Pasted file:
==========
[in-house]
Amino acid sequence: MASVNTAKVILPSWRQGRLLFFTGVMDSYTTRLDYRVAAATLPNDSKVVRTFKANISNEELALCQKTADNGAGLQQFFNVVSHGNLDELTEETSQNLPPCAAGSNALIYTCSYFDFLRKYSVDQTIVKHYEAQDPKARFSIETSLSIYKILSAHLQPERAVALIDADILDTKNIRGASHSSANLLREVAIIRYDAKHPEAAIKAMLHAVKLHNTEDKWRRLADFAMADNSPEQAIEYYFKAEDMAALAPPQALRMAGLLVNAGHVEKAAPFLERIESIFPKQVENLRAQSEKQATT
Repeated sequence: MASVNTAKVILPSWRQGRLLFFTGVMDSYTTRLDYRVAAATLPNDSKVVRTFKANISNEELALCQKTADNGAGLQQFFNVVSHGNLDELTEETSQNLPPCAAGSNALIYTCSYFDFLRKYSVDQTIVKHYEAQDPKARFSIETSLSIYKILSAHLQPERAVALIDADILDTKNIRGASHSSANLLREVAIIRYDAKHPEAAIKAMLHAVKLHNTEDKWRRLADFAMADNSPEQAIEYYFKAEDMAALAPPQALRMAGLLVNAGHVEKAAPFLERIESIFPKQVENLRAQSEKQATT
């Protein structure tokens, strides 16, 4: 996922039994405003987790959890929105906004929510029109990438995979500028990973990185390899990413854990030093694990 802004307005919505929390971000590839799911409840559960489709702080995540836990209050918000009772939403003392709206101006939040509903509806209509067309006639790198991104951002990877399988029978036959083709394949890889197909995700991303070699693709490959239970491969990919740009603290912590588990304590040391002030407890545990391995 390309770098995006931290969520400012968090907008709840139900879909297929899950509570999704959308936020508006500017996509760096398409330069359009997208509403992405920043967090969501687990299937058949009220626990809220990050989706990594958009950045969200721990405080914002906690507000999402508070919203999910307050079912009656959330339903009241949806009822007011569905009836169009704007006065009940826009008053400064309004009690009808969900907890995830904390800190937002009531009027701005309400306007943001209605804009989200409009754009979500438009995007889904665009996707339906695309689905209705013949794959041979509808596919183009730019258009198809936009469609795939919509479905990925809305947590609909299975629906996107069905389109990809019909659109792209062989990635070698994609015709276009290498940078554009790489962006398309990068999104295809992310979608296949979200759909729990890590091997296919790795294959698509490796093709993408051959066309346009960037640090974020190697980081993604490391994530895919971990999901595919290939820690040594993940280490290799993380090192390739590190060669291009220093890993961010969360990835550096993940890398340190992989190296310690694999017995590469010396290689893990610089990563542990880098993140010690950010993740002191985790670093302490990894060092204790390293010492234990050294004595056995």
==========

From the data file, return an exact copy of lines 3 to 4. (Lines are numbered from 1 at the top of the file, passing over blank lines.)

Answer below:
Repeated sequence: MASVNTAKVILPSWRQGRLLFFTGVMDSYTTRLDYRVAAATLPNDSKVVRTFKANISNEELALCQKTADNGAGLQQFFNVVSHGNLDELTEETSQNLPPCAAGSNALIYTCSYFDFLRKYSVDQTIVKHYEAQDPKARFSIETSLSIYKILSAHLQPERAVALIDADILDTKNIRGASHSSANLLREVAIIRYDAKHPEAAIKAMLHAVKLHNTEDKWRRLADFAMADNSPEQAIEYYFKAEDMAALAPPQALRMAGLLVNAGHVEKAAPFLERIESIFPKQVENLRAQSEKQATT
């Protein structure tokens, strides 16, 4: 996922039994405003987790959890929105906004929510029109990438995979500028990973990185390899990413854990030093694990 802004307005919505929390971000590839799911409840559960489709702080995540836990209050918000009772939403003392709206101006939040509903509806209509067309006639790198991104951002990877399988029978036959083709394949890889197909995700991303070699693709490959239970491969990919740009603290912590588990304590040391002030407890545990391995 390309770098995006931290969520400012968090907008709840139900879909297929899950509570999704959308936020508006500017996509760096398409330069359009997208509403992405920043967090969501687990299937058949009220626990809220990050989706990594958009950045969200721990405080914002906690507000999402508070919203999910307050079912009656959330339903009241949806009822007011569905009836169009704007006065009940826009008053400064309004009690009808969900907890995830904390800190937002009531009027701005309400306007943001209605804009989200409009754009979500438009995007889904665009996707339906695309689905209705013949794959041979509808596919183009730019258009198809936009469609795939919509479905990925809305947590609909299975629906996107069905389109990809019909659109792209062989990635070698994609015709276009290498940078554009790489962006398309990068999104295809992310979608296949979200759909729990890590091997296919790795294959698509490796093709993408051959066309346009960037640090974020190697980081993604490391994530895919971990999901595919290939820690040594993940280490290799993380090192390739590190060669291009220093890993961010969360990835550096993940890398340190992989190296310690694999017995590469010396290689893990610089990563542990880098993140010690950010993740002191985790670093302490990894060092204790390293010492234990050294004595056995």